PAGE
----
India to complete Myanmar port project in May

KOLKATA, FEBRUARY 1:India will complete the reconstruction of Sittwe port and the associated
river transport facilities, as part of the Kaladan Multi-modal Transit Transport Project in Myanmar, in May this year.

The project cost, however, is expected to be 29 per cent higher at ₹450 crore, compared with the initial estimate of ₹350 crore, largely due to unexpected volatility in exchange rate, say sources.

The rupee-denominated project was awarded at a time when one dollar was fetching ₹44 and Myanmar Kyat 900. Both the currencies are now ruling at much lower levels.

“The port and the river transport facilities will be ready for operations within the extended timeline of May 2015,” a Government official told BusinessLine.

While the commissioning of the port-cum-waterway will surely boost bilateral relations, India has to wait for years to start transhipment of goods to Mizoram in the North-East, as the Ministry of External Affairs (MEA) is yet to kick off the road transport part of the Kaladan project.

Landmark initiative

Having originated at Chin Hills in Myanmar, Kaladan river flows through Mizoram and back into Myanmar’s Sittwe Delta in the gas-rich Arakan peninsula.

Once one of the two most important river ports in Myanmar, Sittwe was used to ferry supplies to the northeast of India during the British Raj. From Sittwe, the cargo was taken by waterway 170 km upstream at Paletwa – where the river encounters rapids – for further travel by head-loads to neighbouring Mizoram. According to a 2008 agreement between the two nations, the MEA proposed to revive this route to establish easy access to North East.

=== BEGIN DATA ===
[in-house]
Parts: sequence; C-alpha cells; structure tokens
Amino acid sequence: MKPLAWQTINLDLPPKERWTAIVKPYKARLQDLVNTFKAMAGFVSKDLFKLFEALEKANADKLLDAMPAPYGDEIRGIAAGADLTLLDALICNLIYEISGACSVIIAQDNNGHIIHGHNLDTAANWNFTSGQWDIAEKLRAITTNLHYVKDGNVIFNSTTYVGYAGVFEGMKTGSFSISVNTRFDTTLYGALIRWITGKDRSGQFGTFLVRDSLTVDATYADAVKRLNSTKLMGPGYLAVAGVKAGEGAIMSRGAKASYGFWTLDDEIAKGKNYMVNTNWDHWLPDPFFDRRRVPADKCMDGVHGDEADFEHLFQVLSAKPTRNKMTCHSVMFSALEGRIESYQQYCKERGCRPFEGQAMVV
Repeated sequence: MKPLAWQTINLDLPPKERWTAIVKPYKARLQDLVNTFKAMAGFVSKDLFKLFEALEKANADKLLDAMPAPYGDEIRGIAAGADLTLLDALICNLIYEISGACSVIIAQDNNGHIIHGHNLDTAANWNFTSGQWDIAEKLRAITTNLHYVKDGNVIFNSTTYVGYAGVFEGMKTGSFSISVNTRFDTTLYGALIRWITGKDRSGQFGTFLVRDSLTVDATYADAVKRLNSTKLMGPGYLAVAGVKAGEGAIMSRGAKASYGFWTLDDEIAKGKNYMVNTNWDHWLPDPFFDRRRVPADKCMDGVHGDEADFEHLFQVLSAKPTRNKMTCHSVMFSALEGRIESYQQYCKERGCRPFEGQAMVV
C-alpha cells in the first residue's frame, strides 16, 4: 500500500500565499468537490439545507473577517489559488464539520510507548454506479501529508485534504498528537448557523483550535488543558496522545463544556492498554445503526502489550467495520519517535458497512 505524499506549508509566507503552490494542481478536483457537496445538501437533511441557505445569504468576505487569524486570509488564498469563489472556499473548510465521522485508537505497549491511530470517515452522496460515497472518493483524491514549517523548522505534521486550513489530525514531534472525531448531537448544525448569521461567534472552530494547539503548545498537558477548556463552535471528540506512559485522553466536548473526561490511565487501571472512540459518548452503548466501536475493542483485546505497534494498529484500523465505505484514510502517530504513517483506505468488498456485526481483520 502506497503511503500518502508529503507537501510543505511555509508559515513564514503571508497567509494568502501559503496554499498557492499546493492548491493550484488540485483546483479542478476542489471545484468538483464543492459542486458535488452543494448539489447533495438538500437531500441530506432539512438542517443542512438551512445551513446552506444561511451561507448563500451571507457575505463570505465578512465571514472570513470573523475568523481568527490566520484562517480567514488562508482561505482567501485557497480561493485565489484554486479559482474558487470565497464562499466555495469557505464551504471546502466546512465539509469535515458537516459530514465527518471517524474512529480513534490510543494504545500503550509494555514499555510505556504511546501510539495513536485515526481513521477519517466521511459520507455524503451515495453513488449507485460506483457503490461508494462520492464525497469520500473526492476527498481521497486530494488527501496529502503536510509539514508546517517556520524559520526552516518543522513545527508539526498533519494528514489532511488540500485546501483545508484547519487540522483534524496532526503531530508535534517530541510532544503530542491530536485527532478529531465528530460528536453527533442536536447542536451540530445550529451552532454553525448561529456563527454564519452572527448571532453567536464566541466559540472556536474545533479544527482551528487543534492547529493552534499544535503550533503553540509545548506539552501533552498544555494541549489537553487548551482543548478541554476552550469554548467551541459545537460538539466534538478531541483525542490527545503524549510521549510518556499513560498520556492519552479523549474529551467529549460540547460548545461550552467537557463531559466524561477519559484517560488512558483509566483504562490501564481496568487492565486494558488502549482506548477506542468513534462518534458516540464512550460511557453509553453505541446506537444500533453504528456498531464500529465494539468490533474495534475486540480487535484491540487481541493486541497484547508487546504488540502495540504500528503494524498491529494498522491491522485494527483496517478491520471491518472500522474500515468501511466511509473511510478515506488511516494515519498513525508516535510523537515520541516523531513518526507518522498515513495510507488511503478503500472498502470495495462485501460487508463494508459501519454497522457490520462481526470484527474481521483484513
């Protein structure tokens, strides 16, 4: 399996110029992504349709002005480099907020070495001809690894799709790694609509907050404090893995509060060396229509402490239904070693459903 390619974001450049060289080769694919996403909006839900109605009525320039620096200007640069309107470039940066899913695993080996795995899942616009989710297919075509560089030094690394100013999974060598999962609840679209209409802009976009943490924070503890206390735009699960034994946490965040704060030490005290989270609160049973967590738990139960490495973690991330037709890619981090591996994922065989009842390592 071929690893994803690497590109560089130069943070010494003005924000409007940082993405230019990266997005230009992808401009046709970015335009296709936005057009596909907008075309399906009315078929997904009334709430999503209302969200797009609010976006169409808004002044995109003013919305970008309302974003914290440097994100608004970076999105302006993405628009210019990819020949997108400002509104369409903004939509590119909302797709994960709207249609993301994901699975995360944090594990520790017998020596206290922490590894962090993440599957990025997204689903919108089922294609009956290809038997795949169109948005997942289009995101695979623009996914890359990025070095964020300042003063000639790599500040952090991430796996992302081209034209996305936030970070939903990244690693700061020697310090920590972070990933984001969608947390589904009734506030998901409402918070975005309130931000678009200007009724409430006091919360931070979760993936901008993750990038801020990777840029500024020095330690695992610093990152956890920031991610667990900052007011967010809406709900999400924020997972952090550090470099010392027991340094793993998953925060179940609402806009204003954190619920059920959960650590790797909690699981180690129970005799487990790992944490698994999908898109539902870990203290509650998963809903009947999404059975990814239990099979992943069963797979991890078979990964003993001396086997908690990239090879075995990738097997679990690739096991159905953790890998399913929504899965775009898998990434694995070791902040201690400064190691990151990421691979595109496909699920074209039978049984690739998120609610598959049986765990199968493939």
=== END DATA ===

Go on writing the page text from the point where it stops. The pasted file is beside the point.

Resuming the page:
Apart from trade and commerce, the project has immense importance in ensuring India’s political and military interests in the region rivalling China.

Road project hanging fire

Kaladan Multi-modal Transit Transport Project has proposed to revive the river transport route up to Paletwa and build a 129-km-long two-lane highway (NH-502A) through the hilly terrains of Myanmar to connect NH-54 at Lawngtlai in Mizoram.

This would reduce the distance from Kolkata to Aizwal by less than half from the existing 1,550 km. In 2010, Delhi awarded a turnkey contract to improve the navigability of both Sittwe port and river channel, build terminal at Paletwa and handover six self-propelled barges to Naypyidaw. The project is now nearing completion.

But the road project, estimated to cost ₹2,900 crore in 2010, is hanging fire, as contracts are yet to be awarded. Enquiries by Business Line in both Myanmar and India failed to throw any light on the reasons behind the inordinate delay.

“We have no news to share,” said Khin Maung Lynn, Joint Secretary I of Myanmar Institute of Strategic and International Studies, a Yangon-based think tank. Talking on condition of anonymity, an MEA official blamed poor project monitoring and fund crisis as two probable causes. “While the prolonged delay escalates costs, the budgetary constraint of the ministry come in the way of implementing projects,” the official said.

Source: BusinessLine

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